The neural network takes all the points in the image and weighs them. It then writes a table of pixels and weights. When the program is asked to classify an image it has never seen, it would look up each pixel value against the table of 1’s, 2’s, 3’s, etc and see which set of weights it best matches and from that, one knows how sure the program is of the image it receives being each letter it was trained against.
Now, let’s take this back to the bike example and how we would use neural networks. If one applies a similar process to the bike example using a thousand images of bikes, the column of weights would resemble the full rule that define what a bike looks like from all angles.
These methods are extremely effective for Optical Character Recognition. In recent years, Google has been able to (in less than 100 lines of python) recognize handwritten digits with 99.2% effectiveness. This fixes all of the issues that previously rendered CAPTCHA solving as a service through software economically impractical. We have seen technology similar to Neural Networks used to break CAPTCHAs. In a paper entitled “A Low-cost Attack on a Microsoft CAPTCHA,” researchers from Newcastle University achieved a solving rate per CAPTCHA of between 100% and 95%.
As it stands, we are only hearing about breakthroughs coming from the academic world. It is not unreasonable to think that the blackhat world has been pioneering breaking CAPTCHAs. As time goes on, these attacks will become cheaper and cheaper, and far more common.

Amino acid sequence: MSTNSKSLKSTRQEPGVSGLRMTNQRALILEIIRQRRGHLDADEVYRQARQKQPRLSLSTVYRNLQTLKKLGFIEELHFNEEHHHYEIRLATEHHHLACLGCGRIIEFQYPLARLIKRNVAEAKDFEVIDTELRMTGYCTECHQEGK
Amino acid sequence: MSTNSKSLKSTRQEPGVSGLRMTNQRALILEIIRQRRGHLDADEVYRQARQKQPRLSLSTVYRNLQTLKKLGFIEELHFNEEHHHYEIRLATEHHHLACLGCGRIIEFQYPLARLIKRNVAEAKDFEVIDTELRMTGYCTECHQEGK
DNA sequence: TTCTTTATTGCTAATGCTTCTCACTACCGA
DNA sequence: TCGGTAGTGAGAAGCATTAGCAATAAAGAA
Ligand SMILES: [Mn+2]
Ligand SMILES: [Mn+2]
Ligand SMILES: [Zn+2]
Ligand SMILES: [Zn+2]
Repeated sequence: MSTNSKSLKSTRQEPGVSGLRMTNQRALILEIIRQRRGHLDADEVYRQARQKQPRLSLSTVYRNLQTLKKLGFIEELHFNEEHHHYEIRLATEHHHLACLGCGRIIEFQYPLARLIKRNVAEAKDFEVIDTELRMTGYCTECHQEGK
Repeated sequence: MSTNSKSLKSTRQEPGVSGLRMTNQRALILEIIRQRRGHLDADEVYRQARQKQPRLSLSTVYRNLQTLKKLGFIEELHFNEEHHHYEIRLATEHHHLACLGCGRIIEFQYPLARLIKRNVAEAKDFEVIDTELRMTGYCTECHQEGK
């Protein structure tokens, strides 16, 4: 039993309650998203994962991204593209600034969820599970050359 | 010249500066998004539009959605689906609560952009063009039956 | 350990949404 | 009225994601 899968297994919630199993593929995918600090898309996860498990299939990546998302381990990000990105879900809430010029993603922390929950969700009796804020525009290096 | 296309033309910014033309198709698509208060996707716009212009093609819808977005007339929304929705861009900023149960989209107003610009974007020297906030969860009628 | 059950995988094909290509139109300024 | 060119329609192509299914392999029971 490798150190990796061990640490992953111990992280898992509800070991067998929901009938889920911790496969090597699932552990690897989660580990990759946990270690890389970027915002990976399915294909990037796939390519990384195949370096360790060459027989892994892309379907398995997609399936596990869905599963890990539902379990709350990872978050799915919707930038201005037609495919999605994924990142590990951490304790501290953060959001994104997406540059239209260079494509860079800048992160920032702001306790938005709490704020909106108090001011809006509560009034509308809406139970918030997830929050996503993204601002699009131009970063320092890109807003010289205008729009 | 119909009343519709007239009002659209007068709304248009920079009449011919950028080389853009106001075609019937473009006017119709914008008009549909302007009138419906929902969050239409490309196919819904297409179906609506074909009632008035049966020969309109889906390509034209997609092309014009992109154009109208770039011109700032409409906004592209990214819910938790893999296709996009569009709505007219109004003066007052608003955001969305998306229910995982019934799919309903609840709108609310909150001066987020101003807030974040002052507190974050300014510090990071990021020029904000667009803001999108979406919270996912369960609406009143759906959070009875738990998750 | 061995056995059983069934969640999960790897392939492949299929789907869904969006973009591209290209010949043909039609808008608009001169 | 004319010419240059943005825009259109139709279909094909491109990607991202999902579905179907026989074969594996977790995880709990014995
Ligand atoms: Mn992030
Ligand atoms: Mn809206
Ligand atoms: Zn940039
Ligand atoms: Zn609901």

With all that said, what is the blue team to do? In this context, the blue team’s job should be two things.
1. Building and implementing CAPTCHAs that are more computationally expensive to solve. The key in this is ‘more expensive.’ The reason I say this is because if the blue team acts as if their CAPTCHA cannot be beat, that leads to problems like not updating the CAPTCHA in 17 years.
2. The blue team should try it’s best to avoid relying on purely using task-solving CAPTCHAs to fight spam. One solution that embodies both of these things well is Google’s reCAPTCHA. What the end user sees when they interact with Google’s reCAPTCHA is a checkbox that says “I am not a robot.” When the user checks the box, the CAPTCHA looks at a myriad of details that Google does not extensively specify.
As an example, I’ll list some details that are theorized to be taken into account:
- The path the user’s mouse took to get to the check box.
- Details of the user’s browser.
- How much time the user spend filling out the form.
- IP reputation.
Lastly and most importantly, reCAPTCHA (allegedly) looks at trends across all sites that use reCAPTCHA and other details it can glean about user behavior as a whole.
If after checking the box, the user is determined legitimate by reCAPTCHA, a checkmark is displayed and the user is sent on their way. If reCAPTCHA finds the user as illegitimate, the user is served a full color image classification problem. i.e.
The advantage a CAPTCHA like this has over a traditional CAPTCHA is that is is far more difficult to get access to a training dataset of say street signs than it is to generate a training set of letters. Google uses proprietary datasets to generate these CAPTCHAs. To beat a CAPTCHA like reCAPTCHA, an attacker has to be on par with Google in having large datasets. This simple fact is what makes Google’s reCAPTCHA great.